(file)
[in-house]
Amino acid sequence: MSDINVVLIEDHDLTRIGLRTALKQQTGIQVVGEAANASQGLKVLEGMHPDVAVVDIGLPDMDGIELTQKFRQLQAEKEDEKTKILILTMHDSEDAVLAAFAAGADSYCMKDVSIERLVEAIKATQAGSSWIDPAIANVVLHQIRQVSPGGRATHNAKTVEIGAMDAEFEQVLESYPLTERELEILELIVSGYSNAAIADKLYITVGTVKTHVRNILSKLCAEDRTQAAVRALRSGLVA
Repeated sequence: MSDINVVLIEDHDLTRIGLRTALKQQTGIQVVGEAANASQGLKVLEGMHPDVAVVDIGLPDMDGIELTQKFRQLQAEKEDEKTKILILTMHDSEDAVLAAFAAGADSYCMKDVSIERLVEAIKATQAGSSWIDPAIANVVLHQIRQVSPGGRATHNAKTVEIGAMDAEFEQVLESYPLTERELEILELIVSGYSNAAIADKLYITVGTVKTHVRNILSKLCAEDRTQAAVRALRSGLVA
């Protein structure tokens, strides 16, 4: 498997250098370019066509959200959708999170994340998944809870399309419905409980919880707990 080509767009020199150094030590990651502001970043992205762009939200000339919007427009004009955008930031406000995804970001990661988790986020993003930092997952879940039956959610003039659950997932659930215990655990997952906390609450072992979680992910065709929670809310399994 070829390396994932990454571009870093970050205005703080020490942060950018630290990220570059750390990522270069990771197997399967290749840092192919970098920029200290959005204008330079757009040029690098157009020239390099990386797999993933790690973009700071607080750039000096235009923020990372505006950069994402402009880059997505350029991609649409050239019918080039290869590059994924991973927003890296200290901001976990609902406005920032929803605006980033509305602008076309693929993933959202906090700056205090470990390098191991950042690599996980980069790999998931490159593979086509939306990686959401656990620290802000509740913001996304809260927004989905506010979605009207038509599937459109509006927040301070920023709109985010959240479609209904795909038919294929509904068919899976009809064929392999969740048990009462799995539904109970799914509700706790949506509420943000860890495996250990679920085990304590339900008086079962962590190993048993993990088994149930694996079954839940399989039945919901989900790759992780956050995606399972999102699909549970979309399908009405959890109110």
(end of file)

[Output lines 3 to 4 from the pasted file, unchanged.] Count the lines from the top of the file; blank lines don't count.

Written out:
Repeated sequence: MSDINVVLIEDHDLTRIGLRTALKQQTGIQVVGEAANASQGLKVLEGMHPDVAVVDIGLPDMDGIELTQKFRQLQAEKEDEKTKILILTMHDSEDAVLAAFAAGADSYCMKDVSIERLVEAIKATQAGSSWIDPAIANVVLHQIRQVSPGGRATHNAKTVEIGAMDAEFEQVLESYPLTERELEILELIVSGYSNAAIADKLYITVGTVKTHVRNILSKLCAEDRTQAAVRALRSGLVA
């Protein structure tokens, strides 16, 4: 498997250098370019066509959200959708999170994340998944809870399309419905409980919880707990 080509767009020199150094030590990651502001970043992205762009939200000339919007427009004009955008930031406000995804970001990661988790986020993003930092997952879940039956959610003039659950997932659930215990655990997952906390609450072992979680992910065709929670809310399994 070829390396994932990454571009870093970050205005703080020490942060950018630290990220570059750390990522270069990771197997399967290749840092192919970098920029200290959005204008330079757009040029690098157009020239390099990386797999993933790690973009700071607080750039000096235009923020990372505006950069994402402009880059997505350029991609649409050239019918080039290869590059994924991973927003890296200290901001976990609902406005920032929803605006980033509305602008076309693929993933959202906090700056205090470990390098191991950042690599996980980069790999998931490159593979086509939306990686959401656990620290802000509740913001996304809260927004989905506010979605009207038509599937459109509006927040301070920023709109985010959240479609209904795909038919294929509904068919899976009809064929392999969740048990009462799995539904109970799914509700706790949506509420943000860890495996250990679920085990304590339900008086079962962590190993048993993990088994149930694996079954839940399989039945919901989900790759992780956050995606399972999102699909549970979309399908009405959890109110």